Nobody could have cared less if they were the size of a regular household bull – or at least they would have cared less – but they are not; they are elephants. Some weigh up to 5 tonnes but despite the enormous size, they are easily scared when they see something unusual. Nowadays, human-elephant conflict is rising; these magnificent mammals from the hills of Cox’s Bazar are being scared by the Rohingya camps.
Bangladesh was completely taken aback when the sudden influx of Rohingya came across the border in August 2017. The Rohingya refugees did not care if there was any place for them to live or enough supplies to eat – scared to death, they just crossed the border to flee one of the most brutal ethnic cleansings in world history by the Myanmar government. They were everywhere – paddy fields, roadsides ditches; they were forced to use any empty space near the border.
It took the government in Bangladesh several months to try to come up with a solution. Around 80% of an official total of 700,000 of the refugees were sent to makeshift camps on the sides of the hills in Cox’s Bazar.
These camps – already among the biggest refugee camps in the world – fall on a major transboundary elephant habitat corridor between Bangladesh and Myanmar. According to the United Nations High Commissioner for Refugees (UNHCR), there are about 40 elephants in the area and they move between Bangladesh and Myanmar in search of food.
At least 12 people have been killed by different elephant stampedes in the Rohingya camps in Cox’s Bazar since the camps were built.
Consequences of human-elephant conflict
There are two likely consequences to this. First, the elephants will continue being disturbed by unwanted intruders in their area and keep on attacking the refugees who are suddenly in what was once their forest home.
Second, the refugees might retaliate by either killing or scaring the elephants away.
A recent study by the International Union for Conservation of Nature (IUCN) has found that the Asian elephants have already changed their movement pattern. Alarmingly, the predicted trajectory takes the new corridor through that part of the border where the Myanmar government has planted hundreds of explosive mines to prevent the Rohingyas from going back.
The local authorities have cleared a staggering 5,800 acres of hilly forest land to make room for the refugee camps. This is another reason why the elephants, who need the trees for food, have started to come down near the camps.
Like every humanitarian crisis, women and children are the most vulnerable.
“In one such elephant attack on the Balukhali Camp-1 in October , there was a woman and three children among the dead. They started running to and fro when the elephants first came down. Some of them used sticks and stems to beat and scare the elephants away,” said Mohammed Kislu, an inspector at the police station in Ukhiya.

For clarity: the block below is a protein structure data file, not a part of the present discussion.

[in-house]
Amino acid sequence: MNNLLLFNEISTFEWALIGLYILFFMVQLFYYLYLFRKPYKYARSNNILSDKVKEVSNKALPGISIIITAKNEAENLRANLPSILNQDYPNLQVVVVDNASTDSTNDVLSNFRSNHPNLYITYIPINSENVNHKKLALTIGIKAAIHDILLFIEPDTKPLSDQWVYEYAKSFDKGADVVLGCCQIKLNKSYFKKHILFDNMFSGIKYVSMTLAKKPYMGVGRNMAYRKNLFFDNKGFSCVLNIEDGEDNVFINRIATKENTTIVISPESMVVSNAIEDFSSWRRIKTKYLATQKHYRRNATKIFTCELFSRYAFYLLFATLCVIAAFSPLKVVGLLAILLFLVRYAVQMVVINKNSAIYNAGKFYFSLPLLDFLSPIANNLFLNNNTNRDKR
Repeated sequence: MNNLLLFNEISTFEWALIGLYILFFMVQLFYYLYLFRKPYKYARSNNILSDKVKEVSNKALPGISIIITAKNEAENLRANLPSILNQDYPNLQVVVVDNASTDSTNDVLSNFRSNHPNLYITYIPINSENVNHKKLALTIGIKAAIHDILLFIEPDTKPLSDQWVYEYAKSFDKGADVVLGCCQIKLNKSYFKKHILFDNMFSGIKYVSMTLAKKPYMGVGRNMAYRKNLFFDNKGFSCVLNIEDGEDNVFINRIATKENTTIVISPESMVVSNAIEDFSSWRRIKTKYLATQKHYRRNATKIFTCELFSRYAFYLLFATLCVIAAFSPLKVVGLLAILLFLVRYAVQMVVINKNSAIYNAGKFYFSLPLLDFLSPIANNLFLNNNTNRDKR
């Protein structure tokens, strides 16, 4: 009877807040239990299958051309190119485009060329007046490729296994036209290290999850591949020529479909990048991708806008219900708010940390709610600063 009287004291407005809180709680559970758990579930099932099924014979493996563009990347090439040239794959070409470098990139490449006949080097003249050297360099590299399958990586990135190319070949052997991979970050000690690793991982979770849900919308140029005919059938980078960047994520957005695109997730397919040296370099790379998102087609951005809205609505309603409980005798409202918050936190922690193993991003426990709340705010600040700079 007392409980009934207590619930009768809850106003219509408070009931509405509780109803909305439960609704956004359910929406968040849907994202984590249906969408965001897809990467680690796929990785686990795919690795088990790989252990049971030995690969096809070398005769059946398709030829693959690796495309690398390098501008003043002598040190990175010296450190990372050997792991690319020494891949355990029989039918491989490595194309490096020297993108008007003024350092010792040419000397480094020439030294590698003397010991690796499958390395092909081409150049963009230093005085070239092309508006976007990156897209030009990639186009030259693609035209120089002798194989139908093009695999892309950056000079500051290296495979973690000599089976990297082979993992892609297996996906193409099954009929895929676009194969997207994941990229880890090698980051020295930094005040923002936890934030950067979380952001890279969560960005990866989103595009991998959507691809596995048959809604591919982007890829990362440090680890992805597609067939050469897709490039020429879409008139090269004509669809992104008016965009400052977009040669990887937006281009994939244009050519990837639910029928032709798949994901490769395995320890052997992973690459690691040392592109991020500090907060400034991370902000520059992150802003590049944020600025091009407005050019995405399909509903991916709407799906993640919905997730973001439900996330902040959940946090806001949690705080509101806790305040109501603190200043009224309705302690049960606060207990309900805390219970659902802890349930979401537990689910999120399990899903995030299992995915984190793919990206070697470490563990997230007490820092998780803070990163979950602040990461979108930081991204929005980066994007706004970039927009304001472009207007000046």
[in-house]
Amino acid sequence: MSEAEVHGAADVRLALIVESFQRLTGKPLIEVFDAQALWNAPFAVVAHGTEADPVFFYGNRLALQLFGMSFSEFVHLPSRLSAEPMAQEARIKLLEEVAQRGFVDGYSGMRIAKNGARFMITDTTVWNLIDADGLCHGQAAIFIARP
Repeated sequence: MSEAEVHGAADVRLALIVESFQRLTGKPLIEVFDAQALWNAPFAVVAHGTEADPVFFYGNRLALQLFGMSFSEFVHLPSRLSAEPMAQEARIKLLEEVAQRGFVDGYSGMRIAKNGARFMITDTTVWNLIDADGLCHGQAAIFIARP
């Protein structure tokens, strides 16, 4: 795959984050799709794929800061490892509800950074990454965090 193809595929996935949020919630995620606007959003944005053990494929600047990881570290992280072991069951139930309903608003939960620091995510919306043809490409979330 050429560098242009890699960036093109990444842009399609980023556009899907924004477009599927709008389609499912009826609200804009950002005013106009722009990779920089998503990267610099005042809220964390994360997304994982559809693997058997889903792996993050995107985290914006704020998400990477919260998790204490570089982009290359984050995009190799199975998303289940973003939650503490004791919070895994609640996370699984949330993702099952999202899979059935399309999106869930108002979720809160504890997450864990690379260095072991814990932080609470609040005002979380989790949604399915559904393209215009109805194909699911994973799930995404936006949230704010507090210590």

How to limit human-elephant conflict
The UNHCR realized the seriousness of the human-elephant conflict after seeing private videos taken during the elephant stampedes. Dealing with this conflict is now part of a greater plan to address the environmental risks that have come along with the refugee influx, said UNHCR spokesperson Caroline Gluck.
Recently, the UN agency and the IUCN have formed a partnership to help both people and elephants who are equally scared the actions of each other. The plan includes teaching refugees to respond better when an elephant approaches, including by deterring – but not by beating it – from entering the camp.
As part of the UNHRC-funded project, IUCN will look to implement human-elephant conflict mitigation measures with the refugee and host communities and raise environmental awareness among refugee and host communities.
Activities include community consultations, installing road-signs, building capacity through training, forming response teams and organising awareness campaigns and advocacy programmes.
Abdul Latif, a member of the Rohingya-elephant response team training under the UNHCR-IUCN project, has seen at least 14 Asian elephants since he came to Bangladesh in August 2017.
“We had no idea what to do when they [the elephants] invaded. Everyone was shouting and running around madly. Everyone was running into each other,” he said describing the first elephant attack in September 2017.
As more attacks came, they organised themselves and each night volunteers would stay awake in turns to raise the alarm in case they spotted any suspicious movement in the dark hillsides. They didn’t have any equipment – they were only told to shout at the top of their voice in case of an elephant emergency to drive the elephants away and to awake the sleeping refugees.
The training was simple: presentations on the history and character of the Asian elephant, designed to increase their respect for the animal, some team-building exercises and a mock elephant incursion with three of the trainees on their knees, lurching at their friends, while the others imitated guiding the elephants away and keeping back onlookers. The responders have been given flashlights, spotlights and whistles.
Motaleb said the key to training the elephant response teams was in teaching them to control the crowds and to ensure that groups of no more than 10 people were responsible for protecting the elephants and guiding them away from the camp. In the past, he said, the refugees would surround the elephants on all sides, aggravating them and leaving them no way to escape — and that’s when they would lash out.
UNHCR spokesperson Caroline Gluck said they were working to creating a better environmental awareness, both among the refugees and the host community, to try and better preserve the fragile environment.
This story was first published on May 14, 2018.